The Critical Thinking Toolkit

Director of Admissions and Professor Igor Kourkine explains why Northwestern's Master of Biotechnology program (MBP) places such a strong emphasis on critical thinking.

Igor Kourkine wears a lot of hats within Northwestern's Master of Biotechnology program (MBP). He is the Associate Director and Director of Admissions for the program, and he also is a Professor of Instruction.

Arguably one of his most enjoyable roles, though, is as an instructor of Critical Thinking and Communication, one of three required, non-technical courses in the MBP. Kourkine admits he likes to dabble at the intersection of cognitive science and engineering, and what he's found to be his greatest asset is his ability to think critically.

It's that message that he imparts on his students.

The first half of the course focuses on critical thinking, while the second half emphasizes communications. As part of the critical thinking portion of the course, Kourkine helps students develop their ability to evaluate possibilities, identify patterns, and look at data in new ways.

"I like to think about the course as a box of tools," Kourkine said. "The mind is not a perfect tool. We are prone to many biases, and to overcome the biases, we need glasses for our mental myopia. Those glasses are the tools that I'm teaching."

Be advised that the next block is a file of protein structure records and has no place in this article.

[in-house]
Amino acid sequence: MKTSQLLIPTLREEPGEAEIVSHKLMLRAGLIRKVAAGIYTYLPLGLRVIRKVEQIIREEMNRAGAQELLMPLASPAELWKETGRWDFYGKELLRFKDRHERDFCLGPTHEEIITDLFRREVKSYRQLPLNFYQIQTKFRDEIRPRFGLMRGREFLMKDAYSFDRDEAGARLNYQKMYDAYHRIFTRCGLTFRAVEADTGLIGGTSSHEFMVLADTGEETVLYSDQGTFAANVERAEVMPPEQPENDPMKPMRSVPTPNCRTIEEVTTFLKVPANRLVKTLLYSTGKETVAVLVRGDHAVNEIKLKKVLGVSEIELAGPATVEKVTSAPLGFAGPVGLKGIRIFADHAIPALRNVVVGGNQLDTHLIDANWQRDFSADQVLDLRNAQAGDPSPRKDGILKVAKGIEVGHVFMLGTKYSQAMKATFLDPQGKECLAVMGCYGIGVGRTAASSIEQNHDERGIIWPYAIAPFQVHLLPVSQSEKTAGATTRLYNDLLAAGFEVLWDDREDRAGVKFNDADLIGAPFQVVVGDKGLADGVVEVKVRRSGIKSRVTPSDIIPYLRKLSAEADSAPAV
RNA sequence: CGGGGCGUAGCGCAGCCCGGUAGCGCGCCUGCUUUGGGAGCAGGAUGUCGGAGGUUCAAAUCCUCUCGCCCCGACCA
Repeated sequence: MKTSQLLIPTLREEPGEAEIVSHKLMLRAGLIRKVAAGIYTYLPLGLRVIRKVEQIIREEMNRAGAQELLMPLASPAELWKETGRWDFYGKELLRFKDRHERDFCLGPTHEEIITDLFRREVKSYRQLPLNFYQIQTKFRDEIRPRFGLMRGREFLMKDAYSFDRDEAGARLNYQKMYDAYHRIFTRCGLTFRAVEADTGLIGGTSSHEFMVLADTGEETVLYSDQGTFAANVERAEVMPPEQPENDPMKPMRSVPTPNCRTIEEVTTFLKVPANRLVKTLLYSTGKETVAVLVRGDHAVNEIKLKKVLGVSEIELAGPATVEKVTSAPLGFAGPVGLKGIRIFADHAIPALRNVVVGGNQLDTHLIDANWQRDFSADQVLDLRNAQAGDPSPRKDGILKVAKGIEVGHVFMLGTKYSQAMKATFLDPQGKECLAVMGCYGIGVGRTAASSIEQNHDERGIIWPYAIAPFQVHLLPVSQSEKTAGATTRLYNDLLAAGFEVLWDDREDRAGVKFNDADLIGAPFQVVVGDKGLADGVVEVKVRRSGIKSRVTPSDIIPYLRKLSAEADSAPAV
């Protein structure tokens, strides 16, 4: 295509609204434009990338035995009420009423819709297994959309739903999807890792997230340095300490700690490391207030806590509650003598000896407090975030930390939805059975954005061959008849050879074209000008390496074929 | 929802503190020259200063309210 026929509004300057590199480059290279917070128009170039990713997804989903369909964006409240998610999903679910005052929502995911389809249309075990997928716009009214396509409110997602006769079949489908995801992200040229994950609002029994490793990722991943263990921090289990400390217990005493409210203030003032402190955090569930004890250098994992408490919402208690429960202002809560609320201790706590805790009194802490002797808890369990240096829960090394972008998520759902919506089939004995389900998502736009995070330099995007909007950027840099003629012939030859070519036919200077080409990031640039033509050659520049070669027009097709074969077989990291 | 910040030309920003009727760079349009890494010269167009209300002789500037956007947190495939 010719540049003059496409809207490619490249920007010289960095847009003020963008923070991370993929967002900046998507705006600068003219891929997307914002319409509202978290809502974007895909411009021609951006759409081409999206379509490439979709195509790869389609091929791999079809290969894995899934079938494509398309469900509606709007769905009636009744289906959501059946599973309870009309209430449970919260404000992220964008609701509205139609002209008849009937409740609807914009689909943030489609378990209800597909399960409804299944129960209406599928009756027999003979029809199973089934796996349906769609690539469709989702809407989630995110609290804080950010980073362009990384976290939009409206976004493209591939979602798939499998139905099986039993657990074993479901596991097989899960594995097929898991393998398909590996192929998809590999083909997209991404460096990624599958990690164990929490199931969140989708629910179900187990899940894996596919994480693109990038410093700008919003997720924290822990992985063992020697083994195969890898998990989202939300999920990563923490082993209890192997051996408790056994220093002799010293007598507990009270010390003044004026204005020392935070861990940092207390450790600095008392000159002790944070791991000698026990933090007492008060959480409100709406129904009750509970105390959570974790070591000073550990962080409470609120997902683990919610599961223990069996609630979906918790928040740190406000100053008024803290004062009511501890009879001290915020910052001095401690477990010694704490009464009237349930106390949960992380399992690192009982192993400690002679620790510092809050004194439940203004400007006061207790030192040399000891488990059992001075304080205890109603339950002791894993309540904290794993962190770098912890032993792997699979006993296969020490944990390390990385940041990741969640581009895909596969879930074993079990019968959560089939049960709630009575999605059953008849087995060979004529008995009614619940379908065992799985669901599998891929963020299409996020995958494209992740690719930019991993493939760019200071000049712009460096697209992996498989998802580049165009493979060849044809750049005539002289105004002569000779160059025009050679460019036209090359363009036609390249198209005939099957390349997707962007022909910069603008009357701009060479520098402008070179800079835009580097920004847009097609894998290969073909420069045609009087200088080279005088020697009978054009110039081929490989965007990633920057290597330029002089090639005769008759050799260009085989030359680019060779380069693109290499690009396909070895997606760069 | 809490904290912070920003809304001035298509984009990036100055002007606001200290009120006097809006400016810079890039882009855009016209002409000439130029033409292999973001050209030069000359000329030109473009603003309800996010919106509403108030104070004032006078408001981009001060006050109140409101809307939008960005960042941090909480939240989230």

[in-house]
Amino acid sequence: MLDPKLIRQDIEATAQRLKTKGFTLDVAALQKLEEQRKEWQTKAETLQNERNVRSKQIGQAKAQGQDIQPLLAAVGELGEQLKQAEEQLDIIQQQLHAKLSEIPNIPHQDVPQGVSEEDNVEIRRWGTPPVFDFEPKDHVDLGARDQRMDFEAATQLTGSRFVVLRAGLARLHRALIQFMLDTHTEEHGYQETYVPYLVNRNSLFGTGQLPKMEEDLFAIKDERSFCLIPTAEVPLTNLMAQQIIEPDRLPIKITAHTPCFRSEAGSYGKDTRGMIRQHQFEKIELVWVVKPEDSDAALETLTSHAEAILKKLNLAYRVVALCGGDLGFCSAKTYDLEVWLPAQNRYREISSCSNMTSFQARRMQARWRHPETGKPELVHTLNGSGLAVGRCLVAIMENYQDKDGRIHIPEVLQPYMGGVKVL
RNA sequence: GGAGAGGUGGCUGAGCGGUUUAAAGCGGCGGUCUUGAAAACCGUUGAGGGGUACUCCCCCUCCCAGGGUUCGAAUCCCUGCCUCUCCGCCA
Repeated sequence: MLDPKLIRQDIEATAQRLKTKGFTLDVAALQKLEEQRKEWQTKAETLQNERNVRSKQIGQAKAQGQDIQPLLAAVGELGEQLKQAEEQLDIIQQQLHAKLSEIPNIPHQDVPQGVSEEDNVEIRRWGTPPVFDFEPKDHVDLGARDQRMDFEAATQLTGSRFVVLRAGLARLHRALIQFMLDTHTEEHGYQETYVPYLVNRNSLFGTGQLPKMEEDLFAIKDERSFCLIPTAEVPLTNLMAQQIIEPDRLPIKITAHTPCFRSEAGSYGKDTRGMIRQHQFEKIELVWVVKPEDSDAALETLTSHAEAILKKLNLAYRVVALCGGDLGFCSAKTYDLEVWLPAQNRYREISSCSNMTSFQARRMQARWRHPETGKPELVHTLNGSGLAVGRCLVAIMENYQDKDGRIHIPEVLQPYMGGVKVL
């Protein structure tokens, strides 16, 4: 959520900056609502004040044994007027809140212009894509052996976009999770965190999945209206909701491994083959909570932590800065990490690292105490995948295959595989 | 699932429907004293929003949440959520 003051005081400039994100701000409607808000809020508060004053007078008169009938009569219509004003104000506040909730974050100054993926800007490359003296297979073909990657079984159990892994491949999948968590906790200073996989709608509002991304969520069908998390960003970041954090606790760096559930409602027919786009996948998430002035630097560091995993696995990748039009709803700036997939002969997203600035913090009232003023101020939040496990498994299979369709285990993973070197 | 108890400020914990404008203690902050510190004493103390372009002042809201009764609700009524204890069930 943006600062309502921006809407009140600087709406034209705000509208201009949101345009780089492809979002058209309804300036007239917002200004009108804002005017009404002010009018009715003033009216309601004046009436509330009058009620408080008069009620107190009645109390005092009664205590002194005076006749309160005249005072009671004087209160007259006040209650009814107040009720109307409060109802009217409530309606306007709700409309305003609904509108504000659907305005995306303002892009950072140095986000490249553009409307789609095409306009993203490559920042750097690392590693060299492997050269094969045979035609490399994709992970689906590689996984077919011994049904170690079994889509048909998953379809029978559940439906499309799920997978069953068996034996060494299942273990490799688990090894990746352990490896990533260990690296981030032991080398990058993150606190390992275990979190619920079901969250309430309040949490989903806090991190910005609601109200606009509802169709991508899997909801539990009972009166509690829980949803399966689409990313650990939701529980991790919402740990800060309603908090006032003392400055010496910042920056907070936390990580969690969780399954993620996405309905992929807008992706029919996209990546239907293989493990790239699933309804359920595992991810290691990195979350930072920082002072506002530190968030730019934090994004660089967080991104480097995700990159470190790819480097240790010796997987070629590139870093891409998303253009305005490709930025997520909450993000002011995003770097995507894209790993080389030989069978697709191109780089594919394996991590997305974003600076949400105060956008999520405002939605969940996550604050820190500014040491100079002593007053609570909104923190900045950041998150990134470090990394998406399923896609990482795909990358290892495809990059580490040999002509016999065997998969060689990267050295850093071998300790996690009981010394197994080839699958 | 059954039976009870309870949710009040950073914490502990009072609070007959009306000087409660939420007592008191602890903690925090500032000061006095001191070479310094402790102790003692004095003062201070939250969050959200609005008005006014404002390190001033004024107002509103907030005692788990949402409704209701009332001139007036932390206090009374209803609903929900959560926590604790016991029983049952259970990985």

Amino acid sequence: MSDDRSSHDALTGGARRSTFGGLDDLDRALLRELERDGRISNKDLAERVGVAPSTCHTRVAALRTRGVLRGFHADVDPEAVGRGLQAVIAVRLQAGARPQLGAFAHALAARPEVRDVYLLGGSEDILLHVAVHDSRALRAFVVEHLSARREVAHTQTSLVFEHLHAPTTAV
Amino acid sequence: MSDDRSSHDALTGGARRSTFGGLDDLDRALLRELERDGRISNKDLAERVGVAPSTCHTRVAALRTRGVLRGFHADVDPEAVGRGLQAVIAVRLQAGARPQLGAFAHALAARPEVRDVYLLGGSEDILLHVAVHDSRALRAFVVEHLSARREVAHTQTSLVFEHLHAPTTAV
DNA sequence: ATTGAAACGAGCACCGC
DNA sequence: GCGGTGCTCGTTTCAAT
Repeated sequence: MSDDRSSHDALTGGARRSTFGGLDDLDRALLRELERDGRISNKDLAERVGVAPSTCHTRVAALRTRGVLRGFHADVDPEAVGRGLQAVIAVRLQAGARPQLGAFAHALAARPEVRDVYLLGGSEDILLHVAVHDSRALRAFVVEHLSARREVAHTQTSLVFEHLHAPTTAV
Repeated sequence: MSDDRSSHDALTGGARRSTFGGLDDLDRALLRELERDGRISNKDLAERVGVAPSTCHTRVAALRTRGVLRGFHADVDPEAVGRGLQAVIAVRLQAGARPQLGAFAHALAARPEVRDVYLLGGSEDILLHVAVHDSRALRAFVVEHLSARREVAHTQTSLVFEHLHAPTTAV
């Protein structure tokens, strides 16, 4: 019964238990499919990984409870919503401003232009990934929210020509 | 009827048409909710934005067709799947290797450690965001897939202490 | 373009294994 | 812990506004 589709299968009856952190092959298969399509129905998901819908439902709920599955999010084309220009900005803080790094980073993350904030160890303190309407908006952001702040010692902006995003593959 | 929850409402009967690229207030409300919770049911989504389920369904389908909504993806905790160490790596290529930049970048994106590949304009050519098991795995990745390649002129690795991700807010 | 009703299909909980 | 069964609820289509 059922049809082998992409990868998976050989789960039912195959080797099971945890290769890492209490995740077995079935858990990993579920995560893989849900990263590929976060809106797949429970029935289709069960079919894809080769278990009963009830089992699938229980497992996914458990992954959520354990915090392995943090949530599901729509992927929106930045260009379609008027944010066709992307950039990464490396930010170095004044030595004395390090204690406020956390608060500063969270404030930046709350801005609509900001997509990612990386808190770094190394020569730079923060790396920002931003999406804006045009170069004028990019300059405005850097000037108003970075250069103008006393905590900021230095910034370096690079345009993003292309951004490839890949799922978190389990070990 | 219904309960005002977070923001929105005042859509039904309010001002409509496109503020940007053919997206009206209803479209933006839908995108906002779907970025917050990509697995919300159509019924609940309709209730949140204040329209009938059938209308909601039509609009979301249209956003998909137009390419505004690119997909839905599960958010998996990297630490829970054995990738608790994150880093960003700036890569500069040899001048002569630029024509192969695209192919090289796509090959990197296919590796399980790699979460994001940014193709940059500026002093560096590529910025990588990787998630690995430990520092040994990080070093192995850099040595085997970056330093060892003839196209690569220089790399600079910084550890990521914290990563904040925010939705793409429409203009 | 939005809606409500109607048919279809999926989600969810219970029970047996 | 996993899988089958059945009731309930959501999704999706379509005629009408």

Students in Critical Thinking and Communications primarily learn about argument maps, concept maps, grouping, categorical logic, and cause-and-effect logic. By the end of the course, they are able to take complex problems and separate them into claims or individual components. From there, students can examine each component and either think about similar grouping principles or provide a reason or evidence that will support or refute that claim.

The frameworks learned in the course are applied throughout MBP, and while they aren't necessarily used on a daily basis, Kourkine believes they are able to boost confidence, and that can be pivotal when it comes to key decisions.

"Would I create an argument map every day? No," Kourkine said. "But if there is an important conclusion that I want to make and then I need to discuss it with my superiors, I would definitely construct it and then show them my thinking and be more confident that my conclusion is at least logical. It may not be a true conclusion, but it's at least logical."

That confidence can also be a differentiator when it comes to interviewing for potential job opportunities.

"Having done something practical gives you ammunition for an interesting story," Kourkine said. "For our graduates to bring up these tools in an interview, it could be an interesting selling point. In my mind, a successful interview is when you can not just answer the questions, but when you can teach the person who interviews you something new. Then, they will remember you better.

"(Thinking critically) creates a more dimensional personality where you can impress other people with the breadth of your knowledge or the connections you can make."